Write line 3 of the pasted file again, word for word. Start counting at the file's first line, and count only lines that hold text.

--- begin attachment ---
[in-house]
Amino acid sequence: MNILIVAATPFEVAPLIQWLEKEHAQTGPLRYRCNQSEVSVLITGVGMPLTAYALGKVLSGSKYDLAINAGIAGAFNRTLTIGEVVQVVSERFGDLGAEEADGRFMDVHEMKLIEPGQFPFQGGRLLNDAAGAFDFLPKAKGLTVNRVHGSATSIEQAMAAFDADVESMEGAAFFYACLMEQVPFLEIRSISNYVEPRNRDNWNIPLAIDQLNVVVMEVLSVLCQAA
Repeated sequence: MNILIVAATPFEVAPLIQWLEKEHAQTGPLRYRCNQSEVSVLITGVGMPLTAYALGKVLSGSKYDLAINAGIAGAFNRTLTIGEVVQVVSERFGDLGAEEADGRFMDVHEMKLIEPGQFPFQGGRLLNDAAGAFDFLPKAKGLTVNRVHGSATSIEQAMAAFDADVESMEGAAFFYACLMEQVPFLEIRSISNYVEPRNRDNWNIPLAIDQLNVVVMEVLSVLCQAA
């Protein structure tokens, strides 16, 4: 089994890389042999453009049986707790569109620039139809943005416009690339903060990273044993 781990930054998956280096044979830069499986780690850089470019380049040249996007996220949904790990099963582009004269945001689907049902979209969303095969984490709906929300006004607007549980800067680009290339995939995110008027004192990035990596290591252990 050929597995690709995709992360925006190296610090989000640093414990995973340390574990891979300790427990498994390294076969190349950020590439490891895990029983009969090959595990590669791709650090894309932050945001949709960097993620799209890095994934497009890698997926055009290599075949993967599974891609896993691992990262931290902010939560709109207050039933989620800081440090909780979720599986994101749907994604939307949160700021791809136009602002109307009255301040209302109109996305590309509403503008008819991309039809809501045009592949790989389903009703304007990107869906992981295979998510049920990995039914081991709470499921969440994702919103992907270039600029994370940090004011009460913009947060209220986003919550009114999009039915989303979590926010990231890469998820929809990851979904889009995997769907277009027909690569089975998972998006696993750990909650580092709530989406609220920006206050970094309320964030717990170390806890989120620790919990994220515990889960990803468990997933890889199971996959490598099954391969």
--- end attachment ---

Repeated sequence: MNILIVAATPFEVAPLIQWLEKEHAQTGPLRYRCNQSEVSVLITGVGMPLTAYALGKVLSGSKYDLAINAGIAGAFNRTLTIGEVVQVVSERFGDLGAEEADGRFMDVHEMKLIEPGQFPFQGGRLLNDAAGAFDFLPKAKGLTVNRVHGSATSIEQAMAAFDADVESMEGAAFFYACLMEQVPFLEIRSISNYVEPRNRDNWNIPLAIDQLNVVVMEVLSVLCQAA